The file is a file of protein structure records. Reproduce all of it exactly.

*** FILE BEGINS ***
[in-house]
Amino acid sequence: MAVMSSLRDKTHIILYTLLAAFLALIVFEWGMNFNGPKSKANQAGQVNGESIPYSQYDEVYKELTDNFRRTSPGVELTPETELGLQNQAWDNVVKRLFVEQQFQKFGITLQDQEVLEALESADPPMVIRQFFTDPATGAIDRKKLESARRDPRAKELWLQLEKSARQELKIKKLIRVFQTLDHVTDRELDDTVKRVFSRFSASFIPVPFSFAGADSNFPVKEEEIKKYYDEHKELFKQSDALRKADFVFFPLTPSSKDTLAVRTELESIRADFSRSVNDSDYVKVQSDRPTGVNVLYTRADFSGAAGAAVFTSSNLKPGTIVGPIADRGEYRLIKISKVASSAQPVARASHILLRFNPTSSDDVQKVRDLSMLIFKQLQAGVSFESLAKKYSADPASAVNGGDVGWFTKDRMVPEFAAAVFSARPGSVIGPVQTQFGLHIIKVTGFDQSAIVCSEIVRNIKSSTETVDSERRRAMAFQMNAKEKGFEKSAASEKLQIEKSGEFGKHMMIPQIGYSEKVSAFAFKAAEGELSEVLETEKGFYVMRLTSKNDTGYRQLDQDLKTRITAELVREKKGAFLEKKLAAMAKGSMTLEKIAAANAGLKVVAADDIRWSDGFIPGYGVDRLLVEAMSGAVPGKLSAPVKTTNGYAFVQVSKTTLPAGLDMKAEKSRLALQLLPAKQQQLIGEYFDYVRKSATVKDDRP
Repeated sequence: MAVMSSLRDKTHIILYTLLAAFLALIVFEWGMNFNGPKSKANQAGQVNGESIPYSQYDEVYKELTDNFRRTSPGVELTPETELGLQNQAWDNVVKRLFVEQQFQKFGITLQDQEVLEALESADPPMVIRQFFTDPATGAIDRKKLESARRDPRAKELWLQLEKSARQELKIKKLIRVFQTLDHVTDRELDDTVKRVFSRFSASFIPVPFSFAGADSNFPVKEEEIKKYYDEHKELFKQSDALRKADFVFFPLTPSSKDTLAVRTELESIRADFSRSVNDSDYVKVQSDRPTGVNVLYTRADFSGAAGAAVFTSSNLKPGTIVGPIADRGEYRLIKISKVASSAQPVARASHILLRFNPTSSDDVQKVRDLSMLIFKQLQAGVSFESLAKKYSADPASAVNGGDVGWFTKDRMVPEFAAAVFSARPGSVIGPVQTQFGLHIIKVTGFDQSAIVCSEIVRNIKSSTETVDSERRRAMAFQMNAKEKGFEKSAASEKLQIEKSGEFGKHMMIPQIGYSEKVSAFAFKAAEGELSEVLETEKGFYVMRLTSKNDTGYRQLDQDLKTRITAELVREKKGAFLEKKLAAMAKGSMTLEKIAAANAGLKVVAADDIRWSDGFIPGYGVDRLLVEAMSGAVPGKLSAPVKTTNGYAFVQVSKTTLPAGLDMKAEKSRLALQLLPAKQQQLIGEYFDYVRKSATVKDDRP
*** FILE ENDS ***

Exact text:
[in-house]
Amino acid sequence: MAVMSSLRDKTHIILYTLLAAFLALIVFEWGMNFNGPKSKANQAGQVNGESIPYSQYDEVYKELTDNFRRTSPGVELTPETELGLQNQAWDNVVKRLFVEQQFQKFGITLQDQEVLEALESADPPMVIRQFFTDPATGAIDRKKLESARRDPRAKELWLQLEKSARQELKIKKLIRVFQTLDHVTDRELDDTVKRVFSRFSASFIPVPFSFAGADSNFPVKEEEIKKYYDEHKELFKQSDALRKADFVFFPLTPSSKDTLAVRTELESIRADFSRSVNDSDYVKVQSDRPTGVNVLYTRADFSGAAGAAVFTSSNLKPGTIVGPIADRGEYRLIKISKVASSAQPVARASHILLRFNPTSSDDVQKVRDLSMLIFKQLQAGVSFESLAKKYSADPASAVNGGDVGWFTKDRMVPEFAAAVFSARPGSVIGPVQTQFGLHIIKVTGFDQSAIVCSEIVRNIKSSTETVDSERRRAMAFQMNAKEKGFEKSAASEKLQIEKSGEFGKHMMIPQIGYSEKVSAFAFKAAEGELSEVLETEKGFYVMRLTSKNDTGYRQLDQDLKTRITAELVREKKGAFLEKKLAAMAKGSMTLEKIAAANAGLKVVAADDIRWSDGFIPGYGVDRLLVEAMSGAVPGKLSAPVKTTNGYAFVQVSKTTLPAGLDMKAEKSRLALQLLPAKQQQLIGEYFDYVRKSATVKDDRP
Repeated sequence: MAVMSSLRDKTHIILYTLLAAFLALIVFEWGMNFNGPKSKANQAGQVNGESIPYSQYDEVYKELTDNFRRTSPGVELTPETELGLQNQAWDNVVKRLFVEQQFQKFGITLQDQEVLEALESADPPMVIRQFFTDPATGAIDRKKLESARRDPRAKELWLQLEKSARQELKIKKLIRVFQTLDHVTDRELDDTVKRVFSRFSASFIPVPFSFAGADSNFPVKEEEIKKYYDEHKELFKQSDALRKADFVFFPLTPSSKDTLAVRTELESIRADFSRSVNDSDYVKVQSDRPTGVNVLYTRADFSGAAGAAVFTSSNLKPGTIVGPIADRGEYRLIKISKVASSAQPVARASHILLRFNPTSSDDVQKVRDLSMLIFKQLQAGVSFESLAKKYSADPASAVNGGDVGWFTKDRMVPEFAAAVFSARPGSVIGPVQTQFGLHIIKVTGFDQSAIVCSEIVRNIKSSTETVDSERRRAMAFQMNAKEKGFEKSAASEKLQIEKSGEFGKHMMIPQIGYSEKVSAFAFKAAEGELSEVLETEKGFYVMRLTSKNDTGYRQLDQDLKTRITAELVREKKGAFLEKKLAAMAKGSMTLEKIAAANAGLKVVAADDIRWSDGFIPGYGVDRLLVEAMSGAVPGKLSAPVKTTNGYAFVQVSKTTLPAGLDMKAEKSRLALQLLPAKQQQLIGEYFDYVRKSATVKDDRP